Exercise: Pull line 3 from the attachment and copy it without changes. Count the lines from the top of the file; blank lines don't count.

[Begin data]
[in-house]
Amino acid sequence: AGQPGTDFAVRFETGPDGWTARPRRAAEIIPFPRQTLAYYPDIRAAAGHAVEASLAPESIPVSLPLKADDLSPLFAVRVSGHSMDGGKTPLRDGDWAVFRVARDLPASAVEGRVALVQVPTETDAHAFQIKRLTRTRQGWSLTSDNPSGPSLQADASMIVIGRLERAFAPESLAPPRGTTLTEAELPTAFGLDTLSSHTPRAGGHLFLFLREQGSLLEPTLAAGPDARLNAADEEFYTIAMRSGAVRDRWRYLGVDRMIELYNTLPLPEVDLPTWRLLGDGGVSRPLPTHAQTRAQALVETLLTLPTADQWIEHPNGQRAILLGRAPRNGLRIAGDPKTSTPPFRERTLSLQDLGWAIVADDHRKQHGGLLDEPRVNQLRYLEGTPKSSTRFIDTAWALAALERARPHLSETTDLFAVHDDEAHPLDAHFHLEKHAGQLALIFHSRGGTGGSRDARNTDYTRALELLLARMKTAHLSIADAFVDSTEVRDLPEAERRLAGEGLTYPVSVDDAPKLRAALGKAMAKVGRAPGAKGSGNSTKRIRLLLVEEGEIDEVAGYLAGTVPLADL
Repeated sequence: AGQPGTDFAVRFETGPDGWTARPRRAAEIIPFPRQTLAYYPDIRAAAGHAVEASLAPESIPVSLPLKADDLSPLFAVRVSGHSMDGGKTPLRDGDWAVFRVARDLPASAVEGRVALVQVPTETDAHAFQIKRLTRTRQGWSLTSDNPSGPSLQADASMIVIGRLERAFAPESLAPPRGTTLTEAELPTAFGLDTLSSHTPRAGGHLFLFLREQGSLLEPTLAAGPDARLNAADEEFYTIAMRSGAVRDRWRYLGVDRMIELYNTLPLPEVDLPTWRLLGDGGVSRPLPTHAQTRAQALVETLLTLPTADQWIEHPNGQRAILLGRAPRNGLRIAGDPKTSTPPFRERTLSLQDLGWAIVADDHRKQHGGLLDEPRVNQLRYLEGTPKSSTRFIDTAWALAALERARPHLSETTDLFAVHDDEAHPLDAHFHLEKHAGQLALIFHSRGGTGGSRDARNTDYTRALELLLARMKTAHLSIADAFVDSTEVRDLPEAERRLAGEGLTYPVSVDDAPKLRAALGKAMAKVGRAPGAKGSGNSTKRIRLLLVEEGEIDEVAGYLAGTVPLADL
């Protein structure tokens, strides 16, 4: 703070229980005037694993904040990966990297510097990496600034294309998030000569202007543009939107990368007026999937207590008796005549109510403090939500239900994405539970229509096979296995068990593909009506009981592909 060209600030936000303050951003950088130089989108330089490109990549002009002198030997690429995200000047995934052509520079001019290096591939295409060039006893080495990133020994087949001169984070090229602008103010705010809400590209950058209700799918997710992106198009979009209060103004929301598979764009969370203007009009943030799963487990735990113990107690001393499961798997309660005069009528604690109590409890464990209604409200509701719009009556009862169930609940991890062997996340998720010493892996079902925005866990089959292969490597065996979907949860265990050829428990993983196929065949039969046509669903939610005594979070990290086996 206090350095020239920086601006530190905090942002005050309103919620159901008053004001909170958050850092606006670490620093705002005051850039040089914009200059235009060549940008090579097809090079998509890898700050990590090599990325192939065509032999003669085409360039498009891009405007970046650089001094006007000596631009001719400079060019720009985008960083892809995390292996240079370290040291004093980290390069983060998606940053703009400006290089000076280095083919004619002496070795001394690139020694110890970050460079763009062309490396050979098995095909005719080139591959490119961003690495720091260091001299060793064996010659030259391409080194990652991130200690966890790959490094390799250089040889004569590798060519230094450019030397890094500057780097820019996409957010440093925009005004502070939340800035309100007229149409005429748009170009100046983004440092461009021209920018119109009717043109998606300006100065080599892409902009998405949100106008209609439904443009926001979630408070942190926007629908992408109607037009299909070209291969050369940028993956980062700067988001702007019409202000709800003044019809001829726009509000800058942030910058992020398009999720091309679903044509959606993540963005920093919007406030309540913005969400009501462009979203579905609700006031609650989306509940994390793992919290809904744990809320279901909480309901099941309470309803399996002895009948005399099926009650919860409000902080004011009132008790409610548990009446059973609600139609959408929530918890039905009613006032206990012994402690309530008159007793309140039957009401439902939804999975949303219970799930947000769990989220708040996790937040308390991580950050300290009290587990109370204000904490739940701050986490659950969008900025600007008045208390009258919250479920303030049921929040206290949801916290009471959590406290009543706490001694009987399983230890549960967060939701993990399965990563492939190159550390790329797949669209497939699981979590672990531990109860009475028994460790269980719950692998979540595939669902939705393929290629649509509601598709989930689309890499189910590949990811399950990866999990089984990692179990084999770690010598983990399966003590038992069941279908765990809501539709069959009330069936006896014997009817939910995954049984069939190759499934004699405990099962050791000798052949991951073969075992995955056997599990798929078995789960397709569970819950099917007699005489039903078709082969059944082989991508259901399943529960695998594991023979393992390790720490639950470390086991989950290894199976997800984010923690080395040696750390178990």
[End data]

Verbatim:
Repeated sequence: AGQPGTDFAVRFETGPDGWTARPRRAAEIIPFPRQTLAYYPDIRAAAGHAVEASLAPESIPVSLPLKADDLSPLFAVRVSGHSMDGGKTPLRDGDWAVFRVARDLPASAVEGRVALVQVPTETDAHAFQIKRLTRTRQGWSLTSDNPSGPSLQADASMIVIGRLERAFAPESLAPPRGTTLTEAELPTAFGLDTLSSHTPRAGGHLFLFLREQGSLLEPTLAAGPDARLNAADEEFYTIAMRSGAVRDRWRYLGVDRMIELYNTLPLPEVDLPTWRLLGDGGVSRPLPTHAQTRAQALVETLLTLPTADQWIEHPNGQRAILLGRAPRNGLRIAGDPKTSTPPFRERTLSLQDLGWAIVADDHRKQHGGLLDEPRVNQLRYLEGTPKSSTRFIDTAWALAALERARPHLSETTDLFAVHDDEAHPLDAHFHLEKHAGQLALIFHSRGGTGGSRDARNTDYTRALELLLARMKTAHLSIADAFVDSTEVRDLPEAERRLAGEGLTYPVSVDDAPKLRAALGKAMAKVGRAPGAKGSGNSTKRIRLLLVEEGEIDEVAGYLAGTVPLADL